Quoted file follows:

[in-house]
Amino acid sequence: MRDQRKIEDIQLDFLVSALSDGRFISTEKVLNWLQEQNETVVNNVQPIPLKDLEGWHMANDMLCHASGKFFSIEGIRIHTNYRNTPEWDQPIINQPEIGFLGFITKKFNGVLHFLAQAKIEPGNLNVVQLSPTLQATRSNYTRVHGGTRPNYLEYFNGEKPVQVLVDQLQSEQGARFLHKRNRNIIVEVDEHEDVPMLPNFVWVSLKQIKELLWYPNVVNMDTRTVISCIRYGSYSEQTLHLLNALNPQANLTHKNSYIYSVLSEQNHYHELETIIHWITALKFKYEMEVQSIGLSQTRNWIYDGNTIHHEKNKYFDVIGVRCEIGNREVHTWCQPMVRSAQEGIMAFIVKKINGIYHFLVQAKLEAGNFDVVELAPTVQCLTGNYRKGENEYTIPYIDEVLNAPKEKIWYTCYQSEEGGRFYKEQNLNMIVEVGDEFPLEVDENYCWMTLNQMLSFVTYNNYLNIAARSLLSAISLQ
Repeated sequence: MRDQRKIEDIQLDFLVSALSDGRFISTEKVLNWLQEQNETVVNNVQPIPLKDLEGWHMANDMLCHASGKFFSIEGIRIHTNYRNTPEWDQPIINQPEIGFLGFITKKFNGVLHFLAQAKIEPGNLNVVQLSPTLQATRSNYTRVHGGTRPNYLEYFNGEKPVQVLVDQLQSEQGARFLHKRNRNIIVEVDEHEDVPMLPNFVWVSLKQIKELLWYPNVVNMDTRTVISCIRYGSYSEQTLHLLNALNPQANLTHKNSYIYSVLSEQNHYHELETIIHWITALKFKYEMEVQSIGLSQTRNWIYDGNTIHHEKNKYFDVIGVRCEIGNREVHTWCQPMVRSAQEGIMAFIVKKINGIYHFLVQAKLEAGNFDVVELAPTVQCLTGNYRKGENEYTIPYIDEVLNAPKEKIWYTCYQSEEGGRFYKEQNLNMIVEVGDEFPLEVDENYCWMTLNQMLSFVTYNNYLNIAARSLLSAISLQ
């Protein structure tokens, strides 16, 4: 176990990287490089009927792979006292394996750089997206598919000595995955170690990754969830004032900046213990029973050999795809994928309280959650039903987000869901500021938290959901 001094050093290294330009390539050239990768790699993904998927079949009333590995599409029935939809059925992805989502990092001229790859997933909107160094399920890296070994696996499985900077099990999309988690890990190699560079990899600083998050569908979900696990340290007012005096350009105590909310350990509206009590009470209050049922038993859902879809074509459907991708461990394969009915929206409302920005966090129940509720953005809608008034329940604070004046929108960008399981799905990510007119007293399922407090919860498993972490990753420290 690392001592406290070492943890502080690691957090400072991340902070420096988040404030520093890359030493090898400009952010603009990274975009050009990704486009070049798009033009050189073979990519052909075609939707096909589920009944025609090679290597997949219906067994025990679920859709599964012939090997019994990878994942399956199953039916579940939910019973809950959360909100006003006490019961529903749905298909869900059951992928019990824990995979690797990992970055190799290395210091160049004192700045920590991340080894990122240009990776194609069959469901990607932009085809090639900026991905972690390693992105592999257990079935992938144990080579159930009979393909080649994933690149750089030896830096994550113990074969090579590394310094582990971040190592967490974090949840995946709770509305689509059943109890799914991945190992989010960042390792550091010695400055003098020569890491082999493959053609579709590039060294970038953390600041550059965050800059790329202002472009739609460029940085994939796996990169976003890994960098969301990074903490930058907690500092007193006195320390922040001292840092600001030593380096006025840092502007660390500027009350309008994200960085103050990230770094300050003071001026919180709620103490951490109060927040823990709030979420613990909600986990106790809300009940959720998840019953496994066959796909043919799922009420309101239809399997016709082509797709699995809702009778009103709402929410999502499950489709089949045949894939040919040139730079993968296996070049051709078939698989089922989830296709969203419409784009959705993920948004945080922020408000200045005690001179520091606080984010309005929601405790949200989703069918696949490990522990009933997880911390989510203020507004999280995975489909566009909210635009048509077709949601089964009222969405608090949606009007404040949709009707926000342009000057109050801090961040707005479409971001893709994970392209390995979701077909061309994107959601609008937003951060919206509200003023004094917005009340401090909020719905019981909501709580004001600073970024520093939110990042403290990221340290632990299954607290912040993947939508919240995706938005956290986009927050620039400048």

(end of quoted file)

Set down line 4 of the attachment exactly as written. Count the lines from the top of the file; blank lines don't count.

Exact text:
């Protein structure tokens, strides 16, 4: 176990990287490089009927792979006292394996750089997206598919000595995955170690990754969830004032900046213990029973050999795809994928309280959650039903987000869901500021938290959901 001094050093290294330009390539050239990768790699993904998927079949009333590995599409029935939809059925992805989502990092001229790859997933909107160094399920890296070994696996499985900077099990999309988690890990190699560079990899600083998050569908979900696990340290007012005096350009105590909310350990509206009590009470209050049922038993859902879809074509459907991708461990394969009915929206409302920005966090129940509720953005809608008034329940604070004046929108960008399981799905990510007119007293399922407090919860498993972490990753420290 690392001592406290070492943890502080690691957090400072991340902070420096988040404030520093890359030493090898400009952010603009990274975009050009990704486009070049798009033009050189073979990519052909075609939707096909589920009944025609090679290597997949219906067994025990679920859709599964012939090997019994990878994942399956199953039916579940939910019973809950959360909100006003006490019961529903749905298909869900059951992928019990824990995979690797990992970055190799290395210091160049004192700045920590991340080894990122240009990776194609069959469901990607932009085809090639900026991905972690390693992105592999257990079935992938144990080579159930009979393909080649994933690149750089030896830096994550113990074969090579590394310094582990971040190592967490974090949840995946709770509305689509059943109890799914991945190992989010960042390792550091010695400055003098020569890491082999493959053609579709590039060294970038953390600041550059965050800059790329202002472009739609460029940085994939796996990169976003890994960098969301990074903490930058907690500092007193006195320390922040001292840092600001030593380096006025840092502007660390500027009350309008994200960085103050990230770094300050003071001026919180709620103490951490109060927040823990709030979420613990909600986990106790809300009940959720998840019953496994066959796909043919799922009420309101239809399997016709082509797709699995809702009778009103709402929410999502499950489709089949045949894939040919040139730079993968296996070049051709078939698989089922989830296709969203419409784009959705993920948004945080922020408000200045005690001179520091606080984010309005929601405790949200989703069918696949490990522990009933997880911390989510203020507004999280995975489909566009909210635009048509077709949601089964009222969405608090949606009007404040949709009707926000342009000057109050801090961040707005479409971001893709994970392209390995979701077909061309994107959601609008937003951060919206509200003023004094917005009340401090909020719905019981909501709580004001600073970024520093939110990042403290990221340290632990299954607290912040993947939508919240995706938005956290986009927050620039400048």